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MathGroup Archive 2005

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Re: ParallelIO (mathlink windows program) Help Please

  • To: mathgroup at smc.vnet.net
  • Subject: [mg61776] Re: [mg61763] ParallelIO (mathlink windows program) Help Please
  • From: Todd Gayley <tgayley at wolfram.com>
  • Date: Sat, 29 Oct 2005 01:32:42 -0400 (EDT)
  • Sender: owner-wri-mathgroup at wolfram.com

Hu,

Rather than address your specific questions about C++, I am going to point 
out that there is a _much_ easier way to call inpout32.dll than writing 
your own MathLink program. .NET/Link gives Windows users the ability to 
call DLL functions directly from Mathematica by simply writing a one-line 
function declaration much like you would write in Visual Basic or C#. For 
this example:

    <<NETLink`
    ParallelRead = DefineDLLFunction["Inp32", "d:\\inpout32.dll", "void", 
{"short"}];
    ParallelWrite = DefineDLLFunction["Out32", "d:\\inpout32.dll", "void", 
{"short", "short"}];

Then call the functions as before:

    ParallelWrite[888, 1234]

No C++ code, no .tm files, no compilers.


Todd Gayley
Wolfram Research


At 02:26 AM 10/28/2005, Zhe Hu wrote:

>Inspired by SerialIO (a mathlink program accessing the serial port), I tried
>to have Mathematica be able to read/write the parallel port on the Windows
>XP PC.
>
>There is a graceful solution (built upon native device driver) to read/write
>parallel port under Windows XP at http://www.logix4u.net/inpout32.htm. All
>you need is a dll (no need to install or anything), which exports both inp32
>that reads the parallel port and outp32 that writes to the port.
>
>So the rest of the work seemed quite textbooky at first thought. (I use VC++
>6.0 and Mathlink V4r11)
>
>(0) define the template file as:
>
>:Begin:
>:Function: Inp32
>:Pattern: ParallelRead[port_]
>:Arguments: {port}
>:ArgumentTypes: {ShortInteger}
>:ReturnType: ShortInteger
>:End:
>
>:Begin:
>:Function: Out32
>:Pattern: ParallelWrite[port_, data_]
>:Arguments: {port, data}
>:ArgumentTypes: {ShortInteger, ShortInteger}
>:ReturnType: Manual
>:End:
>
>(1) write the entry point as:
>
>int main(int argc, char* argv[])
>{
>return MLMain(argc, argv);
>}
>
>(2) wrap the built exe file in a *.m file as
>BeginPackage["ParallelIO`"];
>
>ParallelRead::usage=""
>
>ParallelWrite::usge=""
>
>Begin["`Private`"];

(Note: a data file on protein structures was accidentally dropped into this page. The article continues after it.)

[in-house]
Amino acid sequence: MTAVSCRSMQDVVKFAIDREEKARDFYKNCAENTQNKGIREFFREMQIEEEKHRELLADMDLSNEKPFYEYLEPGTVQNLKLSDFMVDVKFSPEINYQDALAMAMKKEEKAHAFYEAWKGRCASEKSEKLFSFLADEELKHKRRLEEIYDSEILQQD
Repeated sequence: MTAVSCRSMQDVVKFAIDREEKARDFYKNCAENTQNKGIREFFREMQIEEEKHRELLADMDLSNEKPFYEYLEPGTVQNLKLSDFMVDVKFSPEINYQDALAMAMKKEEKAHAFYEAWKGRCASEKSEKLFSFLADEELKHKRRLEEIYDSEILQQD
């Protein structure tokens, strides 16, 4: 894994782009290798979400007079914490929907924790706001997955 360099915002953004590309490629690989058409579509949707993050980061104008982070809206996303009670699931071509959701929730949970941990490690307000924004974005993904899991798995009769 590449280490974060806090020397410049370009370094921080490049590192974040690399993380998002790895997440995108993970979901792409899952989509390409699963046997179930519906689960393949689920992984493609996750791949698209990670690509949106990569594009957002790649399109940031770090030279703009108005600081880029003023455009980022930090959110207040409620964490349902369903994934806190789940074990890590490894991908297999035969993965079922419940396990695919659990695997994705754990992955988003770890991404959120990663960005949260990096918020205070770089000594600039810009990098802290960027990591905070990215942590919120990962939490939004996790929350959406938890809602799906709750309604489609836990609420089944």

>
>$Link = Install["ParallelIO"];
>
>End[]; (* `Private` *)
>
>EndPackage[];
>
>=======================================
>
>However things weren't so smooth at all.
>
>(1) if all the files are in C, the VC linker just can't find Inp32 and
>Out32, though I definitely incorporate the lib file. So I have to rename
>each file to *.cpp, including "mprep parallel.tm <http://parallel.tm> -o
>parallel.cpp" which is against the "rule"
>
>(2) The original definition
>short _stdcall Inp32(short PortAddress);
>void _stdcall Out32(short PortAddress, short data);
>
>has to be wrapped into
>
>short mInp32(short Port)
>{
>return Inp32(Port);
>}
>
>void mOut32(short Port, short data)
>{
>Out32(Port, data);
>}
>
>(3) Then MathLink got stuck once I do ParallelWrite[888, (someNumber)] in
>Mathematica. So I have to change to
>int mOut32(short Port, short data)
>{
>Out32(Port, data);
>return 0;
>}
>
>&
>
>:Begin:
>:Function: mOut32
>:Pattern: ParallelWrite[port_, data_]
>:Arguments: {port, data}
>:ArgumentTypes: {ShortInteger, ShortInteger}
>:ReturnType: Integer
>:End:
>
>====================================
>
>The surprise is that after all these twists of trial and error, the thing
>worked.
>
>So my confusion is that:
>(1) How well does MathLink code go with C++? I don't mean to use class, jus=
>t
>work with other C++ files in VC++ compiler. (There is pretty much
>contradictory discussion that can be googled already. Please someone at
>least show some sample VC++ project files)
>(2) If a C/C++ function return type is "void", is that the ":ReturnType:"
>should be "Manual". But then does this function need to send some package
>back or free something at the end, otherwise the link seems to get stuck.
>
>I'd love to send my source code, etc. in a zipped file to anyone who would
>be interested in taking a look.
>
>Thanks a lot.
>
>Sincerely,
>Hu Zhe


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